|Rain Coming. (M.A. Reilly, 2020)|
Today there was lightning and thunder. A deep, angry rumble that signaled what had already begun somewhere else in the region. Rain falling hard. A flicker of lights. A loss of power.
Today I heard 100,000 to 200,000 people will likely die from COVID-19 here in the United States. I understand those numbers as everyone I have ever loved who has died. 200,000 moms. 200,000 dads. 200,000 husbands. 200,000 brothers and sisters. 200,000 childhood friends.
Grief alters us. Well before the coming death, we feel anticipatory grief. “The name given to the tumultuous set of feelings and reactions that occur in some people who are expecting death in a loved one. These emotions can be just as intense as the conventional sort of grief felt after a death" (from here).
In the weeks before Rob’s death as I watched him slip further from life, I was mostly terrified. I found reasons to drive alone. I can still hear myself screaming, still remember how the sound was like something wounded, something dying and it filled the whole car until out of breath the sound lessened to cries and then whimpers and breathing and finally blessed silence.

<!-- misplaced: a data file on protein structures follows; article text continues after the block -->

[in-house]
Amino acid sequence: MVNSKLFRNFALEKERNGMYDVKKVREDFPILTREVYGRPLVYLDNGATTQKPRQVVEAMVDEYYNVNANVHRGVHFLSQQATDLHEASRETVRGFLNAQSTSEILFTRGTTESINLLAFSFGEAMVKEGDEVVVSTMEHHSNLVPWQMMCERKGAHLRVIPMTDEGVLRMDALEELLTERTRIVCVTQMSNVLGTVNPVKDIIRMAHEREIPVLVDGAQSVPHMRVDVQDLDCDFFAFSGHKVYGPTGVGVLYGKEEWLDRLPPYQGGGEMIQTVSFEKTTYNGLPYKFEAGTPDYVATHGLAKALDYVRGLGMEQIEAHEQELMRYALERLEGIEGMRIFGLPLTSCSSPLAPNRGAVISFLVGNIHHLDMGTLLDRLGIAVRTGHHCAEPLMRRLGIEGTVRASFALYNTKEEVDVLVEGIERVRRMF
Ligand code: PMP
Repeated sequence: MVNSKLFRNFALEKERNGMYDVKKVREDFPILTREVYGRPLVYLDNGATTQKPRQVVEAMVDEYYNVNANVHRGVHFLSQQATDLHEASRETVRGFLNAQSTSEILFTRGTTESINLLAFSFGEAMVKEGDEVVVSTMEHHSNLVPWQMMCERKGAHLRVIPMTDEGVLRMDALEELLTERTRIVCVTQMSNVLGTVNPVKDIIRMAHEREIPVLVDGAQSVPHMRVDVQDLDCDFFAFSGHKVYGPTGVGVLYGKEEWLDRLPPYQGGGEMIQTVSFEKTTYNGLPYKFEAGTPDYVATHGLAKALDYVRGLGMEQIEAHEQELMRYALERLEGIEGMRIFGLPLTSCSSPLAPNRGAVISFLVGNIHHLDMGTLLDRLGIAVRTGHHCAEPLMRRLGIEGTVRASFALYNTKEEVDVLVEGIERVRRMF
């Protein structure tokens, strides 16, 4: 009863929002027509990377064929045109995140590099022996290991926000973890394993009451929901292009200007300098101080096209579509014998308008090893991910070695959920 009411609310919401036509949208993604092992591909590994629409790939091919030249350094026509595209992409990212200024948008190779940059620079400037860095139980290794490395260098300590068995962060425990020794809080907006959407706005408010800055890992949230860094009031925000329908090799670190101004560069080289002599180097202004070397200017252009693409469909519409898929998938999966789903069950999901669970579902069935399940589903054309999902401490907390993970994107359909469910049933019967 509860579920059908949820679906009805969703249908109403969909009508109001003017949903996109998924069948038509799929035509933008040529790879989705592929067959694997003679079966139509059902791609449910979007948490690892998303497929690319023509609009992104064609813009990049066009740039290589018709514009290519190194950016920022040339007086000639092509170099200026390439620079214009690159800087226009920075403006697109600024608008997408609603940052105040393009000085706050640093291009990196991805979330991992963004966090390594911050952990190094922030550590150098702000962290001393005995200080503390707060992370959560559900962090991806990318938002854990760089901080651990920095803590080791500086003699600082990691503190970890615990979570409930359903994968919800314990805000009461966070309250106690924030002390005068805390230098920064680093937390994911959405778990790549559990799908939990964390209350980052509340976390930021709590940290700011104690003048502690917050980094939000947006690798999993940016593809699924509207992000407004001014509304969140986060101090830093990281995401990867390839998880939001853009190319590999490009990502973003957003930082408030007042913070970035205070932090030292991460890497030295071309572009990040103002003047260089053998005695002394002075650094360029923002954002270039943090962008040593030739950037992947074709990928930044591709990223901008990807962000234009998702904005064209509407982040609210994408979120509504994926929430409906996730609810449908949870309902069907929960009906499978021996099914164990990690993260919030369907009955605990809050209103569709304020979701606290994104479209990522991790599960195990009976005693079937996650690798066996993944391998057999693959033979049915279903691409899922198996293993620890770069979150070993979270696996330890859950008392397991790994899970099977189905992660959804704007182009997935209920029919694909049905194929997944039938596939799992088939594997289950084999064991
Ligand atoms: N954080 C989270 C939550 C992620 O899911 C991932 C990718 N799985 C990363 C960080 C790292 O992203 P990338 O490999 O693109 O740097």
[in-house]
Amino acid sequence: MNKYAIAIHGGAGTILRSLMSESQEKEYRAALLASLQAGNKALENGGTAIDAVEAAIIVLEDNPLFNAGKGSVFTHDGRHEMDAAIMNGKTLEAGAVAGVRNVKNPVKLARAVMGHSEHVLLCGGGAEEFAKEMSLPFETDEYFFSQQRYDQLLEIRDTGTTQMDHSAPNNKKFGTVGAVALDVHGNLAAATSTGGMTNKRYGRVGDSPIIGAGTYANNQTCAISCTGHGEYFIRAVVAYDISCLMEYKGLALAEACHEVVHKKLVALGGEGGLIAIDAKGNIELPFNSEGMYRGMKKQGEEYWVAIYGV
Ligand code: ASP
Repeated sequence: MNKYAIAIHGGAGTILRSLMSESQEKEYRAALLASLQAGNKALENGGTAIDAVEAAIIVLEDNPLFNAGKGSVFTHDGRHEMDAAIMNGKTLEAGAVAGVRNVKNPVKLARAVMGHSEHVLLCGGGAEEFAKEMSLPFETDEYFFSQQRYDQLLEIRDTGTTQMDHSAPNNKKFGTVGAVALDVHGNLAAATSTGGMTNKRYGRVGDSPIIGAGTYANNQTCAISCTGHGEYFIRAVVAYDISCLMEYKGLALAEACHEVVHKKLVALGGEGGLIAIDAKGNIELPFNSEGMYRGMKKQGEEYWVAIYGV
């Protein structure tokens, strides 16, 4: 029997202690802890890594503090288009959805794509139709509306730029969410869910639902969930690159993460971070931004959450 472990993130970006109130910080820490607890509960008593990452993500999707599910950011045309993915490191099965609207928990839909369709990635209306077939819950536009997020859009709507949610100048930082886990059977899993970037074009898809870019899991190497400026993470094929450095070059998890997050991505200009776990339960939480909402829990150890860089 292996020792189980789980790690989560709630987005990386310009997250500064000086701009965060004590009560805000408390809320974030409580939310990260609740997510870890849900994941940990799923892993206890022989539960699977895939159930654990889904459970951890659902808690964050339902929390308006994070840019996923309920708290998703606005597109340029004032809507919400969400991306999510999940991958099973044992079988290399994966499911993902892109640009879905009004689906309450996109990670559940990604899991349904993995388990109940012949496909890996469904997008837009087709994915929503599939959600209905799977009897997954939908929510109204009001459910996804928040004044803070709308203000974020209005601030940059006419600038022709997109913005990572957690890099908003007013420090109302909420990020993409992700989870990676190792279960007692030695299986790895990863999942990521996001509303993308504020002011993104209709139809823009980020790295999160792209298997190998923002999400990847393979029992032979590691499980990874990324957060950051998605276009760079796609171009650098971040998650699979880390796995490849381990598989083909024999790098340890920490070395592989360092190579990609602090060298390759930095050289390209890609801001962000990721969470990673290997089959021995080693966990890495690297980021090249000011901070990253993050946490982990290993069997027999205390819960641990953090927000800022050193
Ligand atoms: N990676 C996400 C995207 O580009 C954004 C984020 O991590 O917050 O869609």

Today, we are wounded and terrified as beyond us, a wide void is opening. The incalculable loss of spouses, children, parents, siblings, friends, and of selves will fill it. A crypt we cannot name. A stone we cannot engrave.
Who I was four years ago ended in profound ways with Rob’s death. Knowing how that loss still shapes me, I find tonight that my body cannot hold the calculations of death before us.
It cannot compute the pain.
It cannot fathom the emptiness that such loss will produce.
Waves upon waves of sorrow will rain down on us.
This is the history we fail to record when mass horror happens. We simply cannot bear such burden.
Four years later, I still feel the coldness of Rob’s hand between mind. I still hear the silence that grew louder between his rattled breaths.
I still know how a heart that stops sounds.